Today’s guest post is written by JK Allen.

I’m an entrepreneur. My business is “me” and my client is my employer.

As entrepreneurs, we are often challenged with less-than-ideal situations and we find ways to turn them into opportunities or learning experiences. Over the last year or two, my heart has been consumed with the idea of being self-employed again which has led me to despise my job.

As you can see, this is less than ideal. But I’ve turned it into a learning experience.

Many of my online friends who I find to be powerful business people have shown a great amount of appreciation for how I manage my career like a business. No one has been more vocal about this than John Falchetto. But I’ve also gained support from class acts such as Marcus Sheridan and Danny Brown.

Thanks to them, I’m changing my attitude. An entrepreneur at heart can still fulfill their hunger right in middle of having a corporate job (or any less than ideal situation) if one is willing to become an intrapreneur, or someone who uses their entrepreneurial spirit inside a company.

My new-found appreciation for my job has led me to identify many positive benefits that are helping me prepare for the move to running my own business.

Three Ways to Become An Intrapreneur

  1. The training ground. I’ve been with some organizations that “play” business more than “do” business, however, working in the corporate structure has been a fabulous school. My job has served as my lab where I test ways to improve my skill set and improve my business acumen. Not only do I learn, but I can also apply and test theories with very little risk. Imagine that, I’m my own case study. And to top it off, I’ve been paid to receive tens of thousands of dollars worth of business training over the years!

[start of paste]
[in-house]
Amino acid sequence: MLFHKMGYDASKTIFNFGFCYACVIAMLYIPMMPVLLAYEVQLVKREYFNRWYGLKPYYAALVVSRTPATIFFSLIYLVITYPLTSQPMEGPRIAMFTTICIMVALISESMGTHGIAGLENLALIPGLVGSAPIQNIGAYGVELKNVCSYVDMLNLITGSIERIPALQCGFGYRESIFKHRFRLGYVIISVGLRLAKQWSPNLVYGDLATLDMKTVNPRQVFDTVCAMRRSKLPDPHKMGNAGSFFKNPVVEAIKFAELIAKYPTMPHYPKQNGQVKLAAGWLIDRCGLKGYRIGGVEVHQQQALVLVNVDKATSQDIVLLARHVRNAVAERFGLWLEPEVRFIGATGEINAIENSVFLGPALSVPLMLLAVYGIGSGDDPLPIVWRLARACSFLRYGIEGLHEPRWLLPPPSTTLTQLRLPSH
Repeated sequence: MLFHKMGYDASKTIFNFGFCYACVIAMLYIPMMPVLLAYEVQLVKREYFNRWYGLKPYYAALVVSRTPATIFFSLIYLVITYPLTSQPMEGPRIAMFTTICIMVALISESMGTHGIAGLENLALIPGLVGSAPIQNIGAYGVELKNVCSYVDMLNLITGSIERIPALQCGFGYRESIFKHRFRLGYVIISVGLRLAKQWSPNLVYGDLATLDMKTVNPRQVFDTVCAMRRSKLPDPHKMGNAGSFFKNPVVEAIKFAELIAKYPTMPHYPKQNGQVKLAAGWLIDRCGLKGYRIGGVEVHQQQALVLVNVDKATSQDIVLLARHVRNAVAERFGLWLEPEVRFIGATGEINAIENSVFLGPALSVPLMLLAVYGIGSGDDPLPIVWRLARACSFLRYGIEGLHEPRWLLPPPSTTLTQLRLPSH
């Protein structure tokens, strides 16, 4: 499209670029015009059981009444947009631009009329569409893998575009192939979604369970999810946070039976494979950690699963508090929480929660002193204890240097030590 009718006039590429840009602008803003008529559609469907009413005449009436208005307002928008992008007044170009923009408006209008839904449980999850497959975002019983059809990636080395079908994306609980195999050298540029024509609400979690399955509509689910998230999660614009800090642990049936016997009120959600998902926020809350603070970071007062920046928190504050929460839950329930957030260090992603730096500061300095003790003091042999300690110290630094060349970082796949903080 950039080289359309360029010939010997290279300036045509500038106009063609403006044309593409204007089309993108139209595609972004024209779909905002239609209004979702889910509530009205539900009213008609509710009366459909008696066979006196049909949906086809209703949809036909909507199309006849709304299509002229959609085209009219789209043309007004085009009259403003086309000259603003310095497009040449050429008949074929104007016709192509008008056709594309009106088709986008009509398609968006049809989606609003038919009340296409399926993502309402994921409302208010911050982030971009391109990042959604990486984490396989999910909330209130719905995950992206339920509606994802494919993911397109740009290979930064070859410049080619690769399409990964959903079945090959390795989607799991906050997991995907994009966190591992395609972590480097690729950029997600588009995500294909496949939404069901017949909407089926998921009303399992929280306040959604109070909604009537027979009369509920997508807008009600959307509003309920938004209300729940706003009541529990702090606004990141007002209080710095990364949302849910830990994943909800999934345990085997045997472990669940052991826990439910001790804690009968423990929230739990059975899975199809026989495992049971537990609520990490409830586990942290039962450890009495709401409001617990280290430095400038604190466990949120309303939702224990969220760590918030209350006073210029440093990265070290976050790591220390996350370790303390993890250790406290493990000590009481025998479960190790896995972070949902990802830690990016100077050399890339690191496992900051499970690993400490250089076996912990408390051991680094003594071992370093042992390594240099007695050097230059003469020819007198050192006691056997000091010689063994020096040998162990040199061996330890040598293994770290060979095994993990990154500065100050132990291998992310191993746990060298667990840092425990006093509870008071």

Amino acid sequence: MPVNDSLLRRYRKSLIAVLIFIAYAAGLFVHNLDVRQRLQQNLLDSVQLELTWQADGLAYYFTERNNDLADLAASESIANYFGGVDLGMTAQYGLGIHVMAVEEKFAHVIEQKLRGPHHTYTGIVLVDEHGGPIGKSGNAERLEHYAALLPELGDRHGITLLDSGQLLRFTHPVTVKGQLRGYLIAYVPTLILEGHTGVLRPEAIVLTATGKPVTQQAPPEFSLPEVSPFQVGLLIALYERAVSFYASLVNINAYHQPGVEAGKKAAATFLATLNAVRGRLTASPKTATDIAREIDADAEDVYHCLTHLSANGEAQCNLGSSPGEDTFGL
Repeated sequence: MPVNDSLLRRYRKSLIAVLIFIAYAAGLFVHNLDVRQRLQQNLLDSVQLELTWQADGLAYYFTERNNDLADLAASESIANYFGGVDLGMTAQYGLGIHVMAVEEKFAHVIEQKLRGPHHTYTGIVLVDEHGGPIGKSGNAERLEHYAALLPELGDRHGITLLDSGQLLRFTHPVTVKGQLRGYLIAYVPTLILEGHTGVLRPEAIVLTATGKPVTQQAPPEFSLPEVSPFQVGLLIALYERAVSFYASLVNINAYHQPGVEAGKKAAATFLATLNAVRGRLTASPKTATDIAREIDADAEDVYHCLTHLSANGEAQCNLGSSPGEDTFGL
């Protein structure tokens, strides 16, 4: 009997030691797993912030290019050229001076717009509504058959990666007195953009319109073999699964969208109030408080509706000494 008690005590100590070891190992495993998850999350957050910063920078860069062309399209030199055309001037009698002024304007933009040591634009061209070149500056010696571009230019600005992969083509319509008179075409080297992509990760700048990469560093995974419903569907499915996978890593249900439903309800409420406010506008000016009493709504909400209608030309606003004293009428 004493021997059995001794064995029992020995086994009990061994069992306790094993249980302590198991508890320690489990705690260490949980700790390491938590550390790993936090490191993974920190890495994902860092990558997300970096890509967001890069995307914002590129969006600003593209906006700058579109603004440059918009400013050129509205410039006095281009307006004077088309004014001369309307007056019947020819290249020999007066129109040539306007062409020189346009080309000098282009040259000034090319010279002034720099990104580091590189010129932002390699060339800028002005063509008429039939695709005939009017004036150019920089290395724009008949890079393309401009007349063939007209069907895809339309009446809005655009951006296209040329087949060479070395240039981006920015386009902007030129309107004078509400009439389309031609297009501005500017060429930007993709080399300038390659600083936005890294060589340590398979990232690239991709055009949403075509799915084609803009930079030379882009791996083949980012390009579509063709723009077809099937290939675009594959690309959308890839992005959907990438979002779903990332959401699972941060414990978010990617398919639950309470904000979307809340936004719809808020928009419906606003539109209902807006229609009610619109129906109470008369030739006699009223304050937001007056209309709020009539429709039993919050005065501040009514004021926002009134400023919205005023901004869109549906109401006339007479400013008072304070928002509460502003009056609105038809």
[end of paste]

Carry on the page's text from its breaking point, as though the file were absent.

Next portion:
2. The great reality check. Chances are, if you can’t perform at a high-level in a structured, corporate environment, then there is a significant chance you won’t have the discipline to perform in a highly unstructured, self-employed one. I’ve learned that I have the chops to do so, which has boosted my confidence in my abilities, but equally importantly; it has made me aware of my weaknesses.
  3. The network. One of the greatest benefits of working in the corporate world (depending on your level/position) is having access to high-profile contacts. I work with enterprise accounts where some of my contacts sit at an executive level. It’s a wonderful place to learn from great minds, and to market myself.

So there you have it! How in the world could I not feel extremely fortunate to have such a setup? Sure, it’s not the ideal entrepreneurial journey…but I’m making the best of it!

I’d love to hear about your transition from corporate to self-employed. Or, if you juggle both, how it works for you?

Jk Allen is the mind behind The Hustler’s Notebook where he writes about personal development for business and life from the angle of a hustler (in the most positive way).